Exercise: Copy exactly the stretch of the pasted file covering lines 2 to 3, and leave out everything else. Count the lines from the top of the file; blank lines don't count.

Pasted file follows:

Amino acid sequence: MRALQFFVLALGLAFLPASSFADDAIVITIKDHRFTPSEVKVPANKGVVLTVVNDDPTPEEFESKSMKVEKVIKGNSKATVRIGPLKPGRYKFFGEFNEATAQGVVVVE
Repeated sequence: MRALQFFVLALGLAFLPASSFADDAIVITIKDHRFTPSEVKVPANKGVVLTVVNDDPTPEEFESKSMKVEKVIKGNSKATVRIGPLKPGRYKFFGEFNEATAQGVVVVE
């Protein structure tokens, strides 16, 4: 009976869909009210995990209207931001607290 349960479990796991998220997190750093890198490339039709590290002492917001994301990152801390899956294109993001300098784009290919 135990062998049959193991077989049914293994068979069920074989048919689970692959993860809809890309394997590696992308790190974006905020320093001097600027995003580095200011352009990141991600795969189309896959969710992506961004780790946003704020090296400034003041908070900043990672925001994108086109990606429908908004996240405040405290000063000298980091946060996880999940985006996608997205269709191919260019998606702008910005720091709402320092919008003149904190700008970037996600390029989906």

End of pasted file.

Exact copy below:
Repeated sequence: MRALQFFVLALGLAFLPASSFADDAIVITIKDHRFTPSEVKVPANKGVVLTVVNDDPTPEEFESKSMKVEKVIKGNSKATVRIGPLKPGRYKFFGEFNEATAQGVVVVE
């Protein structure tokens, strides 16, 4: 009976869909009210995990209207931001607290 349960479990796991998220997190750093890198490339039709590290002492917001994301990152801390899956294109993001300098784009290919 135990062998049959193991077989049914293994068979069920074989048919689970692959993860809809890309394997590696992308790190974006905020320093001097600027995003580095200011352009990141991600795969189309896959969710992506961004780790946003704020090296400034003041908070900043990672925001994108086109990606429908908004996240405040405290000063000298980091946060996880999940985006996608997205269709191919260019998606702008910005720091709402320092919008003149904190700008970037996600390029989906």